The opposite also applies, even if it is less common. Perhaps a husband decides that everything in life should be as his wife wishes. She may think that this is too good to be true, but the experience will eventually be cloying. First, because she will not feel that she is married to a human being. Second, because she is becoming so indebted to her husband that she dreads the day when he will ask her to reciprocate.

Second, Bernstein recommends a good sense of humor. This may seem daunting if you are not a natural-born wit, so let's unpack the idea.

Having a sense of humor means that you do not take things, and especially yourself, too seriously. If you are looking for the humor in a situation then you are not looking for the offense or the insult. And you will not be looking for the story line.

Besides, if you can laugh at yourself you will find it easier to make other people laugh. And humor is always better than drama.

The third recommendation will surely help you to avoid drama: keep some secrets. I have long railed against making a fetish of open and honest communication-- largely because people use it as a cudgel to beat on their partner' sensibilities-- so I am happy to see Bernstein suggesting that people get over their tendencies to overshare.

Marriage is not a confessional. However good it feels to get it off your chest, before you divulge all of your premarital dalliances, think for a moment about whether your partner wants to hear about them or wants to imagine you involved in them.

You cannot live with a person for very long before you discover that your idealized vision was somewhat off the mark. And yet, we all still want to see our mates and our partners and our friends at their best. So if you think that there is a virtue in showing yourself at your worst, please give it some more thought.

Also, consider that all effective human communication involves reciprocity. When you offer a gift you are putting the recipient in a position where he or she has to return the favor. Evidently, if you offer an extravagant gift you are making an imperious demand on the other person.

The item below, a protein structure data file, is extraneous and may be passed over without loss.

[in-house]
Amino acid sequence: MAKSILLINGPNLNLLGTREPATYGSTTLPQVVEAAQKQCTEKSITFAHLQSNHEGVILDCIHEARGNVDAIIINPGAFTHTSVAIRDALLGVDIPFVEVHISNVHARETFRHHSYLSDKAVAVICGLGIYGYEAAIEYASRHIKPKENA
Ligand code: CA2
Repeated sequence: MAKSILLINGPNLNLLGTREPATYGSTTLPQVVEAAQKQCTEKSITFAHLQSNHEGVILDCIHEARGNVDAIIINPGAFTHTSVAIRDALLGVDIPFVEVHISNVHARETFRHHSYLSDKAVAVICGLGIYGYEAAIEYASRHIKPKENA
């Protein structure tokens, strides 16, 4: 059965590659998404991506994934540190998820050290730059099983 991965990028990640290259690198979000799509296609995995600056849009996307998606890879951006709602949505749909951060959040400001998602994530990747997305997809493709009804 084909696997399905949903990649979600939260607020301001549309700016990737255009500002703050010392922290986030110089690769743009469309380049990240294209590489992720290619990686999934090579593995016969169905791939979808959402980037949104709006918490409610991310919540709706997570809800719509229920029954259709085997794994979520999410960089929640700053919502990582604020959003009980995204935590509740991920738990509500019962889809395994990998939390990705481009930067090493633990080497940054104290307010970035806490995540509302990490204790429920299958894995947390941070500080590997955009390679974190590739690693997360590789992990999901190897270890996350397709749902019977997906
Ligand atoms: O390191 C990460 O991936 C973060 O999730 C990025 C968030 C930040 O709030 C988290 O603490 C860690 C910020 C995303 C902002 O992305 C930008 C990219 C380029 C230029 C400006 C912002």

So if you reveal all of your deepest and darkest secrets you will also be making your partner feel obliged to reveal his or hers. And he or she might not want to do so. Thus, you will have created disharmony. Better to stop before you say too much. As many an unhappy couple has discovered: it is very, very difficult to put the toothpaste back in the tube.

Lastly, Bernstein lists perseverance. She echoes Winston Churchill's famous remarks during the London blitz: never give in; never, never, never, never give in. If you can persevere through the trials and tribulations that are always part of a marriage, then you are more likely to resolve them effectively.

Perseverance involves courage and sticktuitiveness. If you are a natural-born quitter; if you fold your hand at the first sign of trouble; if you have no confidence in your ability to turn a bad situation to your advantage... then you will have difficulty sustaining a long, happy marriage.

If you find that you lack this quality, then now is not too late to begin building it, and not just in your marriage.